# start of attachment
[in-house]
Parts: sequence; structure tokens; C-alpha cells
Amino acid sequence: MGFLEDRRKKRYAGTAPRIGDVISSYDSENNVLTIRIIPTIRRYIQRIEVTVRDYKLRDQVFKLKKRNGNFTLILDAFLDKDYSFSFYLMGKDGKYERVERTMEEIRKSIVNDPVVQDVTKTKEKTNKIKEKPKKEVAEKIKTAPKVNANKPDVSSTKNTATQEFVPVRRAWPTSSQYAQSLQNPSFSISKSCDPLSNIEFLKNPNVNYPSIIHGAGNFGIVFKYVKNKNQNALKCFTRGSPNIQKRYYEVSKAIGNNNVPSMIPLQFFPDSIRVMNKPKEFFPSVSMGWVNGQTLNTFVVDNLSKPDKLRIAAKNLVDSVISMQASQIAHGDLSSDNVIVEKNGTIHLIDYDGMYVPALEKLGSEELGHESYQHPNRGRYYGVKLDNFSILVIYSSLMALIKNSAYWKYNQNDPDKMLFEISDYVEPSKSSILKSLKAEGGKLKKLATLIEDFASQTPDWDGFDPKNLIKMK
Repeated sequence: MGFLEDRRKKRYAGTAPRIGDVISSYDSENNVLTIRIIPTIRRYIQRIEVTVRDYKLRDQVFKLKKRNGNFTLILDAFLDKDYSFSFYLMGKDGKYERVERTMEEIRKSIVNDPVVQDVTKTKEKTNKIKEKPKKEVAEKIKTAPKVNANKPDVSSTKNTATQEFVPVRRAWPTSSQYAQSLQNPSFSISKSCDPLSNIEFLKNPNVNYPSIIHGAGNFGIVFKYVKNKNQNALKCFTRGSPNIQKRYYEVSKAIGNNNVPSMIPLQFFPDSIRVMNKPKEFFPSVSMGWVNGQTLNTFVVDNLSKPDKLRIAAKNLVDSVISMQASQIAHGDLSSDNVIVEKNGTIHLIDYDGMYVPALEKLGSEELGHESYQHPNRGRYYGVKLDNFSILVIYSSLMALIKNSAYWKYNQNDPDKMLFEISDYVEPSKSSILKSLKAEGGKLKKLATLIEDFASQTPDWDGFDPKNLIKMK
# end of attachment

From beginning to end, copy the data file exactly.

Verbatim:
[in-house]
Parts: sequence; structure tokens; C-alpha cells
Amino acid sequence: MGFLEDRRKKRYAGTAPRIGDVISSYDSENNVLTIRIIPTIRRYIQRIEVTVRDYKLRDQVFKLKKRNGNFTLILDAFLDKDYSFSFYLMGKDGKYERVERTMEEIRKSIVNDPVVQDVTKTKEKTNKIKEKPKKEVAEKIKTAPKVNANKPDVSSTKNTATQEFVPVRRAWPTSSQYAQSLQNPSFSISKSCDPLSNIEFLKNPNVNYPSIIHGAGNFGIVFKYVKNKNQNALKCFTRGSPNIQKRYYEVSKAIGNNNVPSMIPLQFFPDSIRVMNKPKEFFPSVSMGWVNGQTLNTFVVDNLSKPDKLRIAAKNLVDSVISMQASQIAHGDLSSDNVIVEKNGTIHLIDYDGMYVPALEKLGSEELGHESYQHPNRGRYYGVKLDNFSILVIYSSLMALIKNSAYWKYNQNDPDKMLFEISDYVEPSKSSILKSLKAEGGKLKKLATLIEDFASQTPDWDGFDPKNLIKMK
Repeated sequence: MGFLEDRRKKRYAGTAPRIGDVISSYDSENNVLTIRIIPTIRRYIQRIEVTVRDYKLRDQVFKLKKRNGNFTLILDAFLDKDYSFSFYLMGKDGKYERVERTMEEIRKSIVNDPVVQDVTKTKEKTNKIKEKPKKEVAEKIKTAPKVNANKPDVSSTKNTATQEFVPVRRAWPTSSQYAQSLQNPSFSISKSCDPLSNIEFLKNPNVNYPSIIHGAGNFGIVFKYVKNKNQNALKCFTRGSPNIQKRYYEVSKAIGNNNVPSMIPLQFFPDSIRVMNKPKEFFPSVSMGWVNGQTLNTFVVDNLSKPDKLRIAAKNLVDSVISMQASQIAHGDLSSDNVIVEKNGTIHLIDYDGMYVPALEKLGSEELGHESYQHPNRGRYYGVKLDNFSILVIYSSLMALIKNSAYWKYNQNDPDKMLFEISDYVEPSKSSILKSLKAEGGKLKKLATLIEDFASQTPDWDGFDPKNLIKMK